Ok, so I’m turning 41 years old in just a couple of weeks, and I’m supposed to have life figured out by now.  After all, I’m technically half way to the grave.  But I have to admit, now that I’ve been 40 for almost a year, I am realizing that maybe a person doesn’t have life totally *figured* out until they are 50.  Phew! That realization will give me a few more years!

One thing that I have been struggling to figure out for years is how to tap into my creative side. I mean, I know I have creativity inside of me that wants to get out.  I have ideas for songs to compose, books to write, and paintings to paint.  And creativity is part of our God-given heritage (see this wonderful YouTube by President Uchtdorf on creativity). But for some reason, I think that “someday” I’ll get to it, and I don’t really work on these creative pursuits.  I realize I’m busy, but honestly, I think I’m creatively blocked and won’t allow myself to create out of fear of being exposed.  I think I’m afraid.

And so I have turned to reading about creativity, to help me understand what my problem is.  One book I’ve been perusing is Rollo May’s “The Courage to Create.”  As I have read some in depth psychological musings about the process of creativity, I am learning that it, indeed, takes courage to be brave enough… to be bold enough…. to be brash enough… to create something.

So, as all of this is rolling around in my mind, I attended NorthStar’s fireside this last Saturday.  Nicholas Gregory was one of the speakers there, and he said something that got me really thinking.  He talked about how he had struggled with his identity in terms of gender, but that eventually he came to look at identity through a different lens.  He started looking at identity in terms of who he was as a person…. at his very core…. as a CHILD of God.  The identity he was referring to was more deep than what social role you fill, or how others perceive you.  It is a core identity of who a person is beyond all of that.

Many of my clients struggle with their identity, whether this is a sexual identity, or whether through co-dependence or some other issue, they simply don’t know who they are.  When we are working on this in therapy, I have them start by noticing what they like and don’t like through their five senses.  I have them notice their emotions and make note of their internal reactions (and this doesn’t mean reading other people’s minds or anticipating what someone wants you to like or think, etc.).  I then go on to have them work on re-engaging with hobbies, or exploring possible new ones.  Eventually we get to setting and achieving goals and developing talents, as well as identifying and developing virtues that he or she identifies as important, and offering service to others to help them along their way. (Reaching out to others seems to be a both a symptom of identity development and also a great assistant to that development.)  All of these steps take time, and they overlap.  It is a fun and rewarding process!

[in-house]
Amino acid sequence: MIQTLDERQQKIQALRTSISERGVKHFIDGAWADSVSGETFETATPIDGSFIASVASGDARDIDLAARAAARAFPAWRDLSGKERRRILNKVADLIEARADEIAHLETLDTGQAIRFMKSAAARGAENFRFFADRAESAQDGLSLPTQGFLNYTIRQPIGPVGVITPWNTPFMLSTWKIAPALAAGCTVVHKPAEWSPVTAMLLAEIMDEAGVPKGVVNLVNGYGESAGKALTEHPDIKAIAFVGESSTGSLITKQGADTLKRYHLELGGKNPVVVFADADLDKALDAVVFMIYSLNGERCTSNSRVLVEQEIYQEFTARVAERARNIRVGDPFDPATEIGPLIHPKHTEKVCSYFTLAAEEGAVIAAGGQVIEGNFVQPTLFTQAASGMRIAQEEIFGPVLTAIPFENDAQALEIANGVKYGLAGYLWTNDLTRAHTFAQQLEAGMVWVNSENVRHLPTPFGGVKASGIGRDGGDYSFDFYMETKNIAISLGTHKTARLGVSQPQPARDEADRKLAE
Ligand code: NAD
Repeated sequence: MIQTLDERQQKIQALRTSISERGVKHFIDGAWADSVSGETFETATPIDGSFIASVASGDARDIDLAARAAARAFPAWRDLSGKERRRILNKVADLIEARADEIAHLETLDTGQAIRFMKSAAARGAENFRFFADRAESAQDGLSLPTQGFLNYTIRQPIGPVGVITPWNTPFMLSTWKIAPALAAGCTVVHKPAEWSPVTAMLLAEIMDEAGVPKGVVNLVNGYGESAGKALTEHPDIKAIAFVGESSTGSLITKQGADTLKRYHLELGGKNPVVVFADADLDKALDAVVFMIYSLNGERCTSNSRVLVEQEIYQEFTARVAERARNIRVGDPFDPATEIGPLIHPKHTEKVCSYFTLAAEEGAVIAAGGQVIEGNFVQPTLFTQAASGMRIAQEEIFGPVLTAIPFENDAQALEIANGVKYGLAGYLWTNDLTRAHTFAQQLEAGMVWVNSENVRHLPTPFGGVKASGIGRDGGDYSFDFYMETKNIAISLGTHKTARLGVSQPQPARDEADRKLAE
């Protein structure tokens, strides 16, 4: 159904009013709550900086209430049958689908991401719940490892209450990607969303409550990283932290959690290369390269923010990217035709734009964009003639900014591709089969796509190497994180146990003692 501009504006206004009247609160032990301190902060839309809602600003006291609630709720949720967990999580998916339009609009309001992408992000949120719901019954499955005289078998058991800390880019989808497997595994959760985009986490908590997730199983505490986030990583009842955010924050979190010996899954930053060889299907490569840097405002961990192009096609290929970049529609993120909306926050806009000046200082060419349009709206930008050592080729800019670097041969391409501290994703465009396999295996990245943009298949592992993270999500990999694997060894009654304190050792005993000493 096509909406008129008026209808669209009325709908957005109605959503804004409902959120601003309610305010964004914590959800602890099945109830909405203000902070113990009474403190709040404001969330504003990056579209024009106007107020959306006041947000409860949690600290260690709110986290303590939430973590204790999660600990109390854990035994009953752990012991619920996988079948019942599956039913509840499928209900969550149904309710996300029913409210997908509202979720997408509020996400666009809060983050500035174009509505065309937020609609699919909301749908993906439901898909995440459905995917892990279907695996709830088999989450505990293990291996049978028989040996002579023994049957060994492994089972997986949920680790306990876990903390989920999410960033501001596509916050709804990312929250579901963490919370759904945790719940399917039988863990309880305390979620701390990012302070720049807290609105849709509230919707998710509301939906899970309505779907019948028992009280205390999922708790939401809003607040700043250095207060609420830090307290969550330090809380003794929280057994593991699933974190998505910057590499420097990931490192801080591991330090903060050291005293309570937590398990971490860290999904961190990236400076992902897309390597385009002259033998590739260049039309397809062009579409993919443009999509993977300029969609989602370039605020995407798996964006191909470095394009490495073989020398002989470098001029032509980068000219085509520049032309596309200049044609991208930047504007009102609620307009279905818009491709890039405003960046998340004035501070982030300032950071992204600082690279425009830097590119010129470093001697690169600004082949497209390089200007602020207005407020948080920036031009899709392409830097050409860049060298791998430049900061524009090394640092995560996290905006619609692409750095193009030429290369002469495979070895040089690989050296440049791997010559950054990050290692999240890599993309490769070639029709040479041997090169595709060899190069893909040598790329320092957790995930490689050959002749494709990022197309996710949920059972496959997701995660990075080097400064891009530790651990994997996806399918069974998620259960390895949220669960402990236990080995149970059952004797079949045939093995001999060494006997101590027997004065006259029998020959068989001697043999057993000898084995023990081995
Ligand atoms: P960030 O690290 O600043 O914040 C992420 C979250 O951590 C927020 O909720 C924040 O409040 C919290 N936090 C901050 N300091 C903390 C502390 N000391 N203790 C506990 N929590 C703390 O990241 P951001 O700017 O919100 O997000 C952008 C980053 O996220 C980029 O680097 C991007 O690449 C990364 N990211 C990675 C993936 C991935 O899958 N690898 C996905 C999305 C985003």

Now, back to my problems with my own creativity.  Recently, I have become so frustrated/motivated in regards to my creativity block, that I have started a program with myself where I will force myself to paint, whether I like it or not.  In doing so, I have actually finished some paintings, and I have enjoyed observing my reactions, to see what I can learn about myself.  First, I have noticed my fear coming out in my work.  I am so afraid to make a bold mark on the canvas.  But I make myself do it anyway.  I don’t like how the painting turns out, but I make myself notice the good.  I delay starting, continuing, or finishing the work.  But I remind myself of my commitment, and I get back to work.